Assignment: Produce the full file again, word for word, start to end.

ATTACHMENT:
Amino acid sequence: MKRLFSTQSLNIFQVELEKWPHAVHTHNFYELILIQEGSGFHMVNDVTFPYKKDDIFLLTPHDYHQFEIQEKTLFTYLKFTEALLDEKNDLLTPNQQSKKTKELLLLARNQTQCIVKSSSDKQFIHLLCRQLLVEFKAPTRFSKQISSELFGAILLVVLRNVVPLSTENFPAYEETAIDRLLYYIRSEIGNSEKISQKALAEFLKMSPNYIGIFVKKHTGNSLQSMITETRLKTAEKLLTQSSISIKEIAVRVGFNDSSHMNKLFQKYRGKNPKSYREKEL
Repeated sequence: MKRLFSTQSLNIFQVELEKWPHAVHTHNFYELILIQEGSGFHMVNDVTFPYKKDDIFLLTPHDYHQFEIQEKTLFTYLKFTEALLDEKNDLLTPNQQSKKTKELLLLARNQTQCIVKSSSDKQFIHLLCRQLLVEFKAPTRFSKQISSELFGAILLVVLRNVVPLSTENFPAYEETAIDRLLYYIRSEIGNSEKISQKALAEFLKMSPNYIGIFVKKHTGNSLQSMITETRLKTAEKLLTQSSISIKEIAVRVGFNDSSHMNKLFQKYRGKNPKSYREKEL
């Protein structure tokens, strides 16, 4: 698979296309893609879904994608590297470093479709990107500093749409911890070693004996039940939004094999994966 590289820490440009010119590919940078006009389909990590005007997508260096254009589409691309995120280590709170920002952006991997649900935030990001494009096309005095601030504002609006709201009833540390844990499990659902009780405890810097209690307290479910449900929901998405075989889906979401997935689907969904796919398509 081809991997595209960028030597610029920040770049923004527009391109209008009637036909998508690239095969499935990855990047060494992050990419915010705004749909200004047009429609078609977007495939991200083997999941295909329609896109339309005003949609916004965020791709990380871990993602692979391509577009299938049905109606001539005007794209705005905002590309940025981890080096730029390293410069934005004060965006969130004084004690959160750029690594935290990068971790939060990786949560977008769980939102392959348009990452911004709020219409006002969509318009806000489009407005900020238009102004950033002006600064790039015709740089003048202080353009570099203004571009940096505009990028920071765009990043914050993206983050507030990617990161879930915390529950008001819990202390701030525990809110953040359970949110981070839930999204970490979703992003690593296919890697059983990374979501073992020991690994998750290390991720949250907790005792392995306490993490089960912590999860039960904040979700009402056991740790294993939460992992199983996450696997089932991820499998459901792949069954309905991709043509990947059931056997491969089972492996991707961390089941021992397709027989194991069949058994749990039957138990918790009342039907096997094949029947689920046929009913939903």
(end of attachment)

Amino acid sequence: MKRLFSTQSLNIFQVELEKWPHAVHTHNFYELILIQEGSGFHMVNDVTFPYKKDDIFLLTPHDYHQFEIQEKTLFTYLKFTEALLDEKNDLLTPNQQSKKTKELLLLARNQTQCIVKSSSDKQFIHLLCRQLLVEFKAPTRFSKQISSELFGAILLVVLRNVVPLSTENFPAYEETAIDRLLYYIRSEIGNSEKISQKALAEFLKMSPNYIGIFVKKHTGNSLQSMITETRLKTAEKLLTQSSISIKEIAVRVGFNDSSHMNKLFQKYRGKNPKSYREKEL
Repeated sequence: MKRLFSTQSLNIFQVELEKWPHAVHTHNFYELILIQEGSGFHMVNDVTFPYKKDDIFLLTPHDYHQFEIQEKTLFTYLKFTEALLDEKNDLLTPNQQSKKTKELLLLARNQTQCIVKSSSDKQFIHLLCRQLLVEFKAPTRFSKQISSELFGAILLVVLRNVVPLSTENFPAYEETAIDRLLYYIRSEIGNSEKISQKALAEFLKMSPNYIGIFVKKHTGNSLQSMITETRLKTAEKLLTQSSISIKEIAVRVGFNDSSHMNKLFQKYRGKNPKSYREKEL
């Protein structure tokens, strides 16, 4: 698979296309893609879904994608590297470093479709990107500093749409911890070693004996039940939004094999994966 590289820490440009010119590919940078006009389909990590005007997508260096254009589409691309995120280590709170920002952006991997649900935030990001494009096309005095601030504002609006709201009833540390844990499990659902009780405890810097209690307290479910449900929901998405075989889906979401997935689907969904796919398509 081809991997595209960028030597610029920040770049923004527009391109209008009637036909998508690239095969499935990855990047060494992050990419915010705004749909200004047009429609078609977007495939991200083997999941295909329609896109339309005003949609916004965020791709990380871990993602692979391509577009299938049905109606001539005007794209705005905002590309940025981890080096730029390293410069934005004060965006969130004084004690959160750029690594935290990068971790939060990786949560977008769980939102392959348009990452911004709020219409006002969509318009806000489009407005900020238009102004950033002006600064790039015709740089003048202080353009570099203004571009940096505009990028920071765009990043914050993206983050507030990617990161879930915390529950008001819990202390701030525990809110953040359970949110981070839930999204970490979703992003690593296919890697059983990374979501073992020991690994998750290390991720949250907790005792392995306490993490089960912590999860039960904040979700009402056991740790294993939460992992199983996450696997089932991820499998459901792949069954309905991709043509990947059931056997491969089972492996991707961390089941021992397709027989194991069949058994749990039957138990918790009342039907096997094949029947689920046929009913939903």